No international consensus, however, has yet emerged on what to do either about the alleged attacks or the conflict itself. Among Al-Assad's key allies, Russia, China and Iran, reactions differ on the chemical weapons question.
Moscow has called on the Syrian government to cooperate with UN experts, the Russian foreign ministry said in a statement.
Yet Russia mentioned it "was now up to rebels to allow safe access for the mission to the site of the alleged incident," announcing an agreement between Russian Foreign Minister Sergei Lavrov and his US counterpart, John Kerry, on the necessity of an "objective investigation."
Yezid Sayigh, senior associate at the Carnegie Middle East Centre in Beirut, said that it was previously possible for Russia and the Syrian regime to "muddy the waters" regarding other, smaller instances of chemical weapons use. "But this time such tactics won't work."
"The real question is whether Russia will feel obliged to accept measures against the regime if its responsibility is established, and also whether it will feel obliged to distance itself from the regime's position if the regime resorts to delaying tactics and prevents UN access to the attack sites," Sayigh added.
Meanwhile, Iranian President Hassan Rowhani called on the international community to prevent the use of chemical weapons, saying for the first time Saturday that chemical weapons have killed people in Syria.
The Iranian foreign ministry pointed fingers at the rebels. However, Rowhani himself did not specify which party to the conflict used the chemical weapons.
China said that no side should jump to "prejudge the results" of any UN probe on chemical weapons.
Conversely, the United States, Britain and France all say the attacks were carried out by Al-Assad forces.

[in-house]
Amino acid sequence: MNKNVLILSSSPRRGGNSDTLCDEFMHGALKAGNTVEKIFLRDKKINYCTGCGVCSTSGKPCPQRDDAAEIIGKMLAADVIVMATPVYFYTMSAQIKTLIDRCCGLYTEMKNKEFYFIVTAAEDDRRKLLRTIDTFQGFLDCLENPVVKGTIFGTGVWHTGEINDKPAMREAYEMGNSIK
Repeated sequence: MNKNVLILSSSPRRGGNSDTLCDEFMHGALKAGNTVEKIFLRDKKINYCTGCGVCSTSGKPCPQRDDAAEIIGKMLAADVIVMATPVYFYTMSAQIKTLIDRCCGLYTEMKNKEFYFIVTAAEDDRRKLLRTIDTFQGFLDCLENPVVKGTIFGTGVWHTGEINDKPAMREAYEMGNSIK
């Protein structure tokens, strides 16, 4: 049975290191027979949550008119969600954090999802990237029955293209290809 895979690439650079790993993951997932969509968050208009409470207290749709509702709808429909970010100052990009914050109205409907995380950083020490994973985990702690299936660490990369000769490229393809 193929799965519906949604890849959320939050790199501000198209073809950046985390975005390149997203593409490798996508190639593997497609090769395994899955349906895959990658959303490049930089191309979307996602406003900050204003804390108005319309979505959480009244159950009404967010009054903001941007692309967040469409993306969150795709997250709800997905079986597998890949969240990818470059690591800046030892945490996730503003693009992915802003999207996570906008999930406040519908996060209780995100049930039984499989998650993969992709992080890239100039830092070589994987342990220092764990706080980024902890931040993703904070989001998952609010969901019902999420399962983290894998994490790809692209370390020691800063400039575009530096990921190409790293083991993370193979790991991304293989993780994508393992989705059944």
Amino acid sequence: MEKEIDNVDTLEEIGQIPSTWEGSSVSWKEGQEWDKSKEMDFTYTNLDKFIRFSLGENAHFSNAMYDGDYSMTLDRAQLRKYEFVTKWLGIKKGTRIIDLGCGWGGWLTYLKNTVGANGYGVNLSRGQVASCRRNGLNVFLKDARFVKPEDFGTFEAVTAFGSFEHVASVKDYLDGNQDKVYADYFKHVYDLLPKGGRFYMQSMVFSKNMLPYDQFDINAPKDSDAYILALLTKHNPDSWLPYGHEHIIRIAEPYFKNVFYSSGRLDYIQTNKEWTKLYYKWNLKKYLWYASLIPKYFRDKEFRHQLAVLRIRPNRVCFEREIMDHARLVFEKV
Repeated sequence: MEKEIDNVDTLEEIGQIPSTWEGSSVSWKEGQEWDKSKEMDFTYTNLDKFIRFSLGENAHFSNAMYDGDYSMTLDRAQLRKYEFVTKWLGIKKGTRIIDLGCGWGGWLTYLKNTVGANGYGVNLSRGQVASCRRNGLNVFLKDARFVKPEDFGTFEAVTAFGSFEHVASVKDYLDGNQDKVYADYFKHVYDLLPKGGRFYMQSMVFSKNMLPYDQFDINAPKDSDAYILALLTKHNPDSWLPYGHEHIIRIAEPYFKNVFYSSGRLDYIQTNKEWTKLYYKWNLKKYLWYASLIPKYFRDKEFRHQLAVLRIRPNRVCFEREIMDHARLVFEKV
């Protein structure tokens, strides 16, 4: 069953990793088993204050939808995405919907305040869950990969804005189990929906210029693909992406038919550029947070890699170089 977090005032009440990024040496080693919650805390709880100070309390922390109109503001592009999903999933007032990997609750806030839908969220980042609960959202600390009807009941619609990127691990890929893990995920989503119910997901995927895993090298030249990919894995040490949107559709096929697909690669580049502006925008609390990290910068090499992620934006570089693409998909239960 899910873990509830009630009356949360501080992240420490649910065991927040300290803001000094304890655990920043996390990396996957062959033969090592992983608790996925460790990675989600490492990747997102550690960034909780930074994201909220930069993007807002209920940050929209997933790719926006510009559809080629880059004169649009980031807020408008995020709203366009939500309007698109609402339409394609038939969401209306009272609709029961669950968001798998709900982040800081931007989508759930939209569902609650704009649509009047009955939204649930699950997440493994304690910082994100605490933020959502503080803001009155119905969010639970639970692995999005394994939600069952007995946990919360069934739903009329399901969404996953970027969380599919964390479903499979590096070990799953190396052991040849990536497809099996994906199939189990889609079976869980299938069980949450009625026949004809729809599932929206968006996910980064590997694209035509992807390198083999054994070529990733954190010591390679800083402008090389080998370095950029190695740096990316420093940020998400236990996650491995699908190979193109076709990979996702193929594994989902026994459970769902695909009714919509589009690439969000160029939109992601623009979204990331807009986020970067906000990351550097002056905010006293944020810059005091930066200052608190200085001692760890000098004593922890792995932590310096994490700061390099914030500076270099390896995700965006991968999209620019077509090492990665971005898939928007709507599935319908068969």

Israel, which incessantly has expressed concern that Syria's chemical arsenal could fall into the hands of "anti-Israeli militants," reported the same.
Israeli Minister for Intelligence and Strategic Affairs Yuval Steinitz referred to "intelligence estimates" that showed chemical weapons were used in Syria. He provided no further elaboration.
Sayigh said that France has spoken of armed action outside the UN framework if necessary, but the US is reluctant to get involved militarily.
He highlighted that "one avenue" for non-military action is to put pressure on Russia and China to allow a new UN resolution to establish certain sanctions against the regime.
"Failing this, the US and EU (and other members of the "core group" of the Friends of Syria coalition) may increase military assistance to the Syrian opposition in terms both of quality and quantity," Sayigh said.
"Should Russia not cooperate at the UN, a bolder move would be to put into action a plan for the creation of protected safe havens along Syria's northern and southern borders, in the face of Russian objections if that is unavoidable," he concluded.
US Defence Secretary Chuck Hagel asserted on Sunday that US military was ready to take action against the regime "if ordered," a statement that Syrian Information Minister Omran Zoabi had criticised.
"US military intervention will create very serious fallout and a ball of fire that will inflame the Middle East," the Syrian minister told the Syrian state news agency SANA.